U.S. Attorney is watching Kansas elections; supplies phone numbers to call to report voting irregularities.
Amidst growing claims across the country of voter suppression, Civil Rights organizations are closely watching this election for possible improprieties, and Kansas is no exception.
Under current Secretary of State Kris Kobach, the Kansas Legislature has passed some of the most restrictive voting laws in the U.S.A. Through his ties to Trump, Kobach became a national leader in voter suppression efforts, so it’s not surprising that the American Civil Liberties Union Foundation of Kansas has implemented a statewide Election Protection Hotline effort to safeguard the voting process in Kansas.
That effort was announced before the ACLU found a need to file a lawsuit against Ford County (Dodge City) Clerk Deborah Cox who singularly decided to close the county’s only voting location and move it outside of town, and more than 1 mile from the nearest bus stop.
The Dodge City situation has brought further negative scrutiny to Kansas’ election process, so much so that U.S. Attorney Stephen McAllister has stepped forward to help insurance Kansas voter’s rights are protected. In response to concerns raised in Dodge City, McAllister has announced he will send a federal monitor to Dodge City to observe voting in the November election.
In addition, McAllister announced he will have a federal prosecutor on duty on Election Day to respond to complaints of possible election fraud or voting rights violations in Kansas. Assistant U.S. Attorney Jared Maag will be available to the public at 785-295-2858 while the polls are open on Nov. 6.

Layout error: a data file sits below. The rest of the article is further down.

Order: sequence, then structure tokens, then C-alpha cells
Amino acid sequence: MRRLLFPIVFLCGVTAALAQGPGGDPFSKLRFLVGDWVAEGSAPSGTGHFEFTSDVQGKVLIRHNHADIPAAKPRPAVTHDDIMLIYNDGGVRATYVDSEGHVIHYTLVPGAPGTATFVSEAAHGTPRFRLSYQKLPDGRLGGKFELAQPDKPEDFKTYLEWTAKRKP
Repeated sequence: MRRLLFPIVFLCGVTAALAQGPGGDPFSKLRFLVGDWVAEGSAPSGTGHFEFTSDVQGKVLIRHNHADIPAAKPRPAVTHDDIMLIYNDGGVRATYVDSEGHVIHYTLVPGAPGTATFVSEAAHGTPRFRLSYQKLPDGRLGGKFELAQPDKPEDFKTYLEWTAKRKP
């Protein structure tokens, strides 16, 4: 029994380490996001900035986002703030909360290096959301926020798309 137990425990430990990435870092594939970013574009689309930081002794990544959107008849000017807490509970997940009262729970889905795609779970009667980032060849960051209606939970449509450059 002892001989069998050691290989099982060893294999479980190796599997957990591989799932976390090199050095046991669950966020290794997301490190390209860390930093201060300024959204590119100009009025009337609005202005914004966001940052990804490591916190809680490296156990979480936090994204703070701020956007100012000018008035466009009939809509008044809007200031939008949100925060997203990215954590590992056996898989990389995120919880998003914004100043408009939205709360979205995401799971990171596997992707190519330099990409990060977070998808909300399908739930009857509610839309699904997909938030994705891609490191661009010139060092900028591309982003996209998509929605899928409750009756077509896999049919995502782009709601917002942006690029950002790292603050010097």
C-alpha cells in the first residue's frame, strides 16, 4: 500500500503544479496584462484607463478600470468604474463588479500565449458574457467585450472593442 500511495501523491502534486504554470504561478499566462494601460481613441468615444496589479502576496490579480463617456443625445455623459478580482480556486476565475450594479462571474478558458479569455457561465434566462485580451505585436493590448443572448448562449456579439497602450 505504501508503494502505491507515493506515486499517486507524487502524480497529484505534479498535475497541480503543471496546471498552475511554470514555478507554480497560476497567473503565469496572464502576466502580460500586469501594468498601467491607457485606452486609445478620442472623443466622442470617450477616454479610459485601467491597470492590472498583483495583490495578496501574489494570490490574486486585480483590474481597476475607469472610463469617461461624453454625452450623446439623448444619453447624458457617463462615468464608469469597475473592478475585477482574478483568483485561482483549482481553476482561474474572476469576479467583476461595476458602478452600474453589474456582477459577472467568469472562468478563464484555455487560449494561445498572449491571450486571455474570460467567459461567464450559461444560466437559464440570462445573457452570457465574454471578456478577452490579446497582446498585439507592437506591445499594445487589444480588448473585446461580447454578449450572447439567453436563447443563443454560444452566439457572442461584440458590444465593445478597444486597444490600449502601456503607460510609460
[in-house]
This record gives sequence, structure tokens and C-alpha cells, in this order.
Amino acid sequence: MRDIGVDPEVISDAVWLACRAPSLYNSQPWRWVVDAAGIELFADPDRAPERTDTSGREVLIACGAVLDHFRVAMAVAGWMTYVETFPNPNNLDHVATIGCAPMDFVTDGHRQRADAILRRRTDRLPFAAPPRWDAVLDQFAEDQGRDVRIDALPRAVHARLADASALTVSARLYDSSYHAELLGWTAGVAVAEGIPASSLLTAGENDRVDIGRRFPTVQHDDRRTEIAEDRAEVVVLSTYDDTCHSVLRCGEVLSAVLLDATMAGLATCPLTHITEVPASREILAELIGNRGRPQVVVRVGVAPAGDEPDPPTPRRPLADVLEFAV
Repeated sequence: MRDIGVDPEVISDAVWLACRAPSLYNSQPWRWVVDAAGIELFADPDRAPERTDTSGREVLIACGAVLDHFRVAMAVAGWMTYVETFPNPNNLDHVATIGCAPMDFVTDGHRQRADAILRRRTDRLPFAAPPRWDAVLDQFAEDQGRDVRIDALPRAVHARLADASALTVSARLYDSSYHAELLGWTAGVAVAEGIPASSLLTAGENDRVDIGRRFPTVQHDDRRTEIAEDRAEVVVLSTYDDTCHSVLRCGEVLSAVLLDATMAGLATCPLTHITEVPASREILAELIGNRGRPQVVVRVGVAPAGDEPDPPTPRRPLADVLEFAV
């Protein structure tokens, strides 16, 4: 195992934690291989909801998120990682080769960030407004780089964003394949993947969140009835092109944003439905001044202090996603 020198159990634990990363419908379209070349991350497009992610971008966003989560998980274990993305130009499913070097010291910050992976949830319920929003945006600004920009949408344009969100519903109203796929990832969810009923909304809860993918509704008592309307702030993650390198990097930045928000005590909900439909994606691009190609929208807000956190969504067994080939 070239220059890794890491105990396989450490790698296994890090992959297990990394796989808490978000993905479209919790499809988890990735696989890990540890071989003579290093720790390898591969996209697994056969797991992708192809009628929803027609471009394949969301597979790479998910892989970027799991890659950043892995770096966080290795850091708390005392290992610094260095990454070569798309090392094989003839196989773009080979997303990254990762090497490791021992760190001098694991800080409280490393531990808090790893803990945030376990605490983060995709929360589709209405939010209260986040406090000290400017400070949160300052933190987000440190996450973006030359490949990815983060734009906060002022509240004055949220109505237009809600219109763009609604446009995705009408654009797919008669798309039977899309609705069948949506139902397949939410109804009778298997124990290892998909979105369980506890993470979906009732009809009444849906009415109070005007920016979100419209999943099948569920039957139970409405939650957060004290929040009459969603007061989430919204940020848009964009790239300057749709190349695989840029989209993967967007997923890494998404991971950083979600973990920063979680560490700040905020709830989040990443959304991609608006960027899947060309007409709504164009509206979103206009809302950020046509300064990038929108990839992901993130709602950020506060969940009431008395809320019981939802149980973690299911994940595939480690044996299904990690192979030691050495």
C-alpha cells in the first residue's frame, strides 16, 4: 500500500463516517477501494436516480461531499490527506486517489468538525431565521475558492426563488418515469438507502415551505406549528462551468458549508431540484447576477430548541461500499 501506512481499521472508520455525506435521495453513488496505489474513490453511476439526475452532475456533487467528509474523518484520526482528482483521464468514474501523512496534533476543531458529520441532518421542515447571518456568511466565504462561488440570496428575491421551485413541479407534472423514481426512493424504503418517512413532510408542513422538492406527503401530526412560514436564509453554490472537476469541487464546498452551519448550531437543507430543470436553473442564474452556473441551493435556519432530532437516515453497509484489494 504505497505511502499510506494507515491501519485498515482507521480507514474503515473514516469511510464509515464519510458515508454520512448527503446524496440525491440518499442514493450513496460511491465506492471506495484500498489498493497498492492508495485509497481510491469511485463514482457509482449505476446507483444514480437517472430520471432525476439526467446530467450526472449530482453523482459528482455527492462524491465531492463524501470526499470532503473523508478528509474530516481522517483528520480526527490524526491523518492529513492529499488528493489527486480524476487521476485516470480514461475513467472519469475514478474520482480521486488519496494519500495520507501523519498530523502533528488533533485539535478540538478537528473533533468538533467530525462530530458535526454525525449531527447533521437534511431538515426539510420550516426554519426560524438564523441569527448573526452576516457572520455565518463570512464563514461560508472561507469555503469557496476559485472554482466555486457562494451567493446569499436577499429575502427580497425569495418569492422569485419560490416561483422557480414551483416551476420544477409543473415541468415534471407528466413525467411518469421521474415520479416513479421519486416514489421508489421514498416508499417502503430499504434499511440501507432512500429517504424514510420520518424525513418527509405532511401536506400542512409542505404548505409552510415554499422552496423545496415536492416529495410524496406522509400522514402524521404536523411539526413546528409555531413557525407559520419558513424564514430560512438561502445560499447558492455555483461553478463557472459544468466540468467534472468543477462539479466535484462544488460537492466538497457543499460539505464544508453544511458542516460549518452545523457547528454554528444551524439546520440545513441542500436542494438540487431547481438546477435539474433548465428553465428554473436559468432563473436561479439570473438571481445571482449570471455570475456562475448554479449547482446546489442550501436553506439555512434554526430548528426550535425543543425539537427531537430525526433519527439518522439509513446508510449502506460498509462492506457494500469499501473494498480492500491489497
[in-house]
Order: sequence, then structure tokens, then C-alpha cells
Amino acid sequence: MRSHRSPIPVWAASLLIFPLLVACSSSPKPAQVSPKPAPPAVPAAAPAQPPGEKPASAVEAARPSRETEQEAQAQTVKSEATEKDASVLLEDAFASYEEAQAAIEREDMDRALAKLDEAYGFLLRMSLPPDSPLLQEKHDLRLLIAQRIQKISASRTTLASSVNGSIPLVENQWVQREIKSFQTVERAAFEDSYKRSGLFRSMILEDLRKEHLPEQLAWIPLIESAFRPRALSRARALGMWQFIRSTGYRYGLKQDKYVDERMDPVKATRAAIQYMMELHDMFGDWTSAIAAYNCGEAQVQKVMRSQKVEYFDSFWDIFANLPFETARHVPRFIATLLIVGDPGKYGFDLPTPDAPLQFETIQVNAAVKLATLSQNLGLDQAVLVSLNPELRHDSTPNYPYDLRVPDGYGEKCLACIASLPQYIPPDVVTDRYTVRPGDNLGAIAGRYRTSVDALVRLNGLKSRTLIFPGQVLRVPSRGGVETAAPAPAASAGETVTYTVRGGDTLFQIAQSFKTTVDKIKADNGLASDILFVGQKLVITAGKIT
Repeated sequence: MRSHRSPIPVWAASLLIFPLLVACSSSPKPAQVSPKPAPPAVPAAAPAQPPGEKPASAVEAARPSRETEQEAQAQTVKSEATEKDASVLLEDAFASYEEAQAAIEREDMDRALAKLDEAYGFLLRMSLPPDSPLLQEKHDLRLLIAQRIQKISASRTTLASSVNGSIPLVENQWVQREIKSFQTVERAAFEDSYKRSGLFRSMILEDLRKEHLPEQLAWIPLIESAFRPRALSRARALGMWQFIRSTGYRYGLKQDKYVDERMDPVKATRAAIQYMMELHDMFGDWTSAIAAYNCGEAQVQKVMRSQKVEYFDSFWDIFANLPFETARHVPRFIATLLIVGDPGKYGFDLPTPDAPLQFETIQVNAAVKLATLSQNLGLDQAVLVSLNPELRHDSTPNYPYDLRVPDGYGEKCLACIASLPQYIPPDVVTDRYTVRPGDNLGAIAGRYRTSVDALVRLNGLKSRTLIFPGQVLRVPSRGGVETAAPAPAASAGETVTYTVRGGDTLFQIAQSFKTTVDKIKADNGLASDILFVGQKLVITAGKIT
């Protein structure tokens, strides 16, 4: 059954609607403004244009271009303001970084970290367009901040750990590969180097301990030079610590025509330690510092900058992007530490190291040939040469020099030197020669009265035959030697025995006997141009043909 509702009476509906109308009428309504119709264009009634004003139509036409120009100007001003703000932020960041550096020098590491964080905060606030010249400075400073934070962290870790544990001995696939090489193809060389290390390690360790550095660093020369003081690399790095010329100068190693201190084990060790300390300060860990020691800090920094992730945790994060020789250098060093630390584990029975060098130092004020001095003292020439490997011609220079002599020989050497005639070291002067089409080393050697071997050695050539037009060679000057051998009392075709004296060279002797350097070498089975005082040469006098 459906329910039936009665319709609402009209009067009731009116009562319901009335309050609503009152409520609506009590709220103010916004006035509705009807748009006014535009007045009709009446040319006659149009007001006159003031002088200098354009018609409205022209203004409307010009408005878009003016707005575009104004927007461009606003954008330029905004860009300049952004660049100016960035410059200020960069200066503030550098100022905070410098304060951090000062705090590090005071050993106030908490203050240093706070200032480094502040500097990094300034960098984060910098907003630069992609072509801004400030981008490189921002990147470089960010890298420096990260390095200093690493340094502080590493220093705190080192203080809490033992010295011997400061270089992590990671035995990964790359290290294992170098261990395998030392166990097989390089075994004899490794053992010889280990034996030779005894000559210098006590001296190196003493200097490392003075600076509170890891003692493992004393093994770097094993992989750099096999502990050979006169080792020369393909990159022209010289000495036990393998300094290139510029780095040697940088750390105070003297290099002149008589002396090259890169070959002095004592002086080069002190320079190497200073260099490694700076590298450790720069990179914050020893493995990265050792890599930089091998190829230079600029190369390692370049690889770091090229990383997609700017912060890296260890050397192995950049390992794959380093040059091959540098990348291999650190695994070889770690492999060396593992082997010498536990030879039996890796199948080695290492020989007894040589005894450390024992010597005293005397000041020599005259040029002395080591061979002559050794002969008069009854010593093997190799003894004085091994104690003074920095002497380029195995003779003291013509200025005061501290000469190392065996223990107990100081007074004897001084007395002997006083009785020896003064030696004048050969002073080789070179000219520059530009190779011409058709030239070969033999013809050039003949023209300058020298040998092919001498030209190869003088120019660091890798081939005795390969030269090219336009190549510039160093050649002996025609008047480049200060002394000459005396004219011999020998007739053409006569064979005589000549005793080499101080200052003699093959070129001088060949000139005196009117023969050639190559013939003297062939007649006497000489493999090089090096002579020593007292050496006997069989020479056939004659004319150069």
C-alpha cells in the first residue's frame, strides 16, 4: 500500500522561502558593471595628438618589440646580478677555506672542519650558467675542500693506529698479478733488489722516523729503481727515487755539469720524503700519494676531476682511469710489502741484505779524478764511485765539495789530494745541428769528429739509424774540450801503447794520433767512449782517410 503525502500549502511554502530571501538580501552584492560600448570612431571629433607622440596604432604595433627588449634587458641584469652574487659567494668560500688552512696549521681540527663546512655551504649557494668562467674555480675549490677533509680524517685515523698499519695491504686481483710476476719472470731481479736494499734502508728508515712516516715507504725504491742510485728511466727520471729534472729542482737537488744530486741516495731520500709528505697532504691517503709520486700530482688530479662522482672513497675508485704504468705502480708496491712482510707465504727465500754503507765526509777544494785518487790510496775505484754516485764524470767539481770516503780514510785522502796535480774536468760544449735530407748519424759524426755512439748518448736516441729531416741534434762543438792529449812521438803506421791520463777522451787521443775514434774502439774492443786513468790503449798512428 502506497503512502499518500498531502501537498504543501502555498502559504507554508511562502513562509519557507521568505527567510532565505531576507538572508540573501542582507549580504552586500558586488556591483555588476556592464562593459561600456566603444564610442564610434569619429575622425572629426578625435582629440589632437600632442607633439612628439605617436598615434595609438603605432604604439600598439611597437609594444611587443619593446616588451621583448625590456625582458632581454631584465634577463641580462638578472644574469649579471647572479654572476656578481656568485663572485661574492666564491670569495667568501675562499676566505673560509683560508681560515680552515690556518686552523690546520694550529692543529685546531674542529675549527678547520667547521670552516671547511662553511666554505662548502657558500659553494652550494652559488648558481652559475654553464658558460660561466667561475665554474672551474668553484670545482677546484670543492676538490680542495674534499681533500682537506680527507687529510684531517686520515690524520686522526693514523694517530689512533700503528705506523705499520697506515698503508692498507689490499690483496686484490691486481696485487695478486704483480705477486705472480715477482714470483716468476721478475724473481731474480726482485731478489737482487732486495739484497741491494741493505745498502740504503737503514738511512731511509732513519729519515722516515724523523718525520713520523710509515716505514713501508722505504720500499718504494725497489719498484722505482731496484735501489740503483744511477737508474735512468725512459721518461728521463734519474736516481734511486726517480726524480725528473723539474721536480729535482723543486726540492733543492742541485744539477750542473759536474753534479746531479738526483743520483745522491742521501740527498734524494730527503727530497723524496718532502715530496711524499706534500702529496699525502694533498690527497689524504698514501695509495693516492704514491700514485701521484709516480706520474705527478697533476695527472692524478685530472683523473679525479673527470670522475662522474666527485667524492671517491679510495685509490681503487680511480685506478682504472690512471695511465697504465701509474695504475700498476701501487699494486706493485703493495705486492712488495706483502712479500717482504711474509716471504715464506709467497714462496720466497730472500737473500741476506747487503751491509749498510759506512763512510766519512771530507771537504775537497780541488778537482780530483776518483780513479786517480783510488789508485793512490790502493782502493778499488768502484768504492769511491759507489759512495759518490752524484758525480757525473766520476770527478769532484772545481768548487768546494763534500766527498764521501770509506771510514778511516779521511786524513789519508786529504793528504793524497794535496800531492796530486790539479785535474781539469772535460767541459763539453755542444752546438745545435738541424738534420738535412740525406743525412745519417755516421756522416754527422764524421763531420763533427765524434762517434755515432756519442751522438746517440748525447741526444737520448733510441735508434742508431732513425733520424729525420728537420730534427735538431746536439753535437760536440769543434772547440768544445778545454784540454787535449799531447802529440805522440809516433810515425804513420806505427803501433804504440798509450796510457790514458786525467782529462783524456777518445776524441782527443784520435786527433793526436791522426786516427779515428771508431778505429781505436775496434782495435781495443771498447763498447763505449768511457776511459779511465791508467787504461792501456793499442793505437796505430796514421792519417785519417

The FBI’s Kansas City Field Office will also have Special Agents available to receive allegations of election fraud, intimidation, suppression, and other election abuses. The public can provide information regarding possible election crimes to the FBI’s Kansas City Field Office’s toll-free hotline, 1-855-527-2847, or email firstname.lastname@example.org.
The ACLU Voter Hotline # is 866-OUR-VOTE. Hotline callers can ask voting-related questions or report problems encountered while attempting to vote. Hotline lawyers will help voters with questions and assist election officials in resolving issues. Calls are logged in a database, tracked for trends, and followed up when necessary.
McAllister warned there are penalties under federal law for any efforts to fraudulently influence the outcome of an election or to improperly prevent another person from exercising the right to vote.
The hotlines are nonpartisan and all voters are encouraged to use them as needed.